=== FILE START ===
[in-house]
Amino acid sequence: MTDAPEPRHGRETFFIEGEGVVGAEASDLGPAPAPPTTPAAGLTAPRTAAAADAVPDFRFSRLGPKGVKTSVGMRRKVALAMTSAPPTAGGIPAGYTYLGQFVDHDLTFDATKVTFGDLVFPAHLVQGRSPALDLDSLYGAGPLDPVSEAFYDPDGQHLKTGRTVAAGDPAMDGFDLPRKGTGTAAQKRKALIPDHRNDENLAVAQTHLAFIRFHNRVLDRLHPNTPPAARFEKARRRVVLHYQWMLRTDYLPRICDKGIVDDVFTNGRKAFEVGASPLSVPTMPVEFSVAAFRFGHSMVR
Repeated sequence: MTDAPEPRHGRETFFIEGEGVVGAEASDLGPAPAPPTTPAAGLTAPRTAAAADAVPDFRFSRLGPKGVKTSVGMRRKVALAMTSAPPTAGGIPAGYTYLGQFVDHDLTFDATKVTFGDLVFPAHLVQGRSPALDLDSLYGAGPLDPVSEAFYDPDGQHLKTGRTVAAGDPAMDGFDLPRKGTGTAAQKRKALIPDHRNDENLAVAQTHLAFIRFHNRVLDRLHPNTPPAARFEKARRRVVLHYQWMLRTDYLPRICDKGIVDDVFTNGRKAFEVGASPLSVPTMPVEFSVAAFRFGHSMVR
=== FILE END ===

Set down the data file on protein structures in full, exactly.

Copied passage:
[in-house]
Amino acid sequence: MTDAPEPRHGRETFFIEGEGVVGAEASDLGPAPAPPTTPAAGLTAPRTAAAADAVPDFRFSRLGPKGVKTSVGMRRKVALAMTSAPPTAGGIPAGYTYLGQFVDHDLTFDATKVTFGDLVFPAHLVQGRSPALDLDSLYGAGPLDPVSEAFYDPDGQHLKTGRTVAAGDPAMDGFDLPRKGTGTAAQKRKALIPDHRNDENLAVAQTHLAFIRFHNRVLDRLHPNTPPAARFEKARRRVVLHYQWMLRTDYLPRICDKGIVDDVFTNGRKAFEVGASPLSVPTMPVEFSVAAFRFGHSMVR
Repeated sequence: MTDAPEPRHGRETFFIEGEGVVGAEASDLGPAPAPPTTPAAGLTAPRTAAAADAVPDFRFSRLGPKGVKTSVGMRRKVALAMTSAPPTAGGIPAGYTYLGQFVDHDLTFDATKVTFGDLVFPAHLVQGRSPALDLDSLYGAGPLDPVSEAFYDPDGQHLKTGRTVAAGDPAMDGFDLPRKGTGTAAQKRKALIPDHRNDENLAVAQTHLAFIRFHNRVLDRLHPNTPPAARFEKARRRVVLHYQWMLRTDYLPRICDKGIVDDVFTNGRKAFEVGASPLSVPTMPVEFSVAAFRFGHSMVR